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The book The Bridges of Madison County was an abomination. It was made into quite a good movie with Clint Eastwood and Meryl Streep.

The book Rebecca by Daphne duMaurier was okay, but the Hitchcock film tightened up the plot timeline, got rid of some extraneous characters (and one too many dogs), trimmed out some unnecessary detours, and just streamlined the whole thing into a very good movie. It won the Best Picture Oscar for 1941, beating out The Philadelphia Story, The Grapes of Wrath, and seven other nominees.
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  #58  
Old 08-25-2019, 06:33 PM
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Looks like the version by the Bangles was the first one released (although it was first recorded by Lene Lovich.) Perhaps you were thinking of Istanbul (Not Constantinople) which was a novelty song from the 50s.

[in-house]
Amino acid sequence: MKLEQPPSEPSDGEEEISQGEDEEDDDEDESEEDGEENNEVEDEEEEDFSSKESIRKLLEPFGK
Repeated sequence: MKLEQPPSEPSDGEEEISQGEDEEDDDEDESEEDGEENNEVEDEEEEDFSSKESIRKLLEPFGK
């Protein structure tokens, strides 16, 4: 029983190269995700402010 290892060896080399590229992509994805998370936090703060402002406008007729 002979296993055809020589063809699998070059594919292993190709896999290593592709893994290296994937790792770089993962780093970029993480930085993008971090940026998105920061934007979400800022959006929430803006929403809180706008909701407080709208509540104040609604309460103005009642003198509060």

You know what? I think you're right.
  #59  
Old 08-26-2019, 08:13 AM
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I found Soylent Green better than Make Room! Make Room!
  #60  
Old 08-26-2019, 08:20 AM
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Anyone who has tried to read the book Forest Gump will wonder how anyone could make a movie from it. Ditto Kiss of the Spiderwoman. I tried to read an English translation, and I can't image getting through the original in Portuguese. Yet both the movie and the musical were excellent.

The movie version of One Flew Over The cuckoo's Nest gets kudos for not revealing the Chief's secret till the second half. Jaw dropping moment for McMurphy, and anyone who hasn't read the book.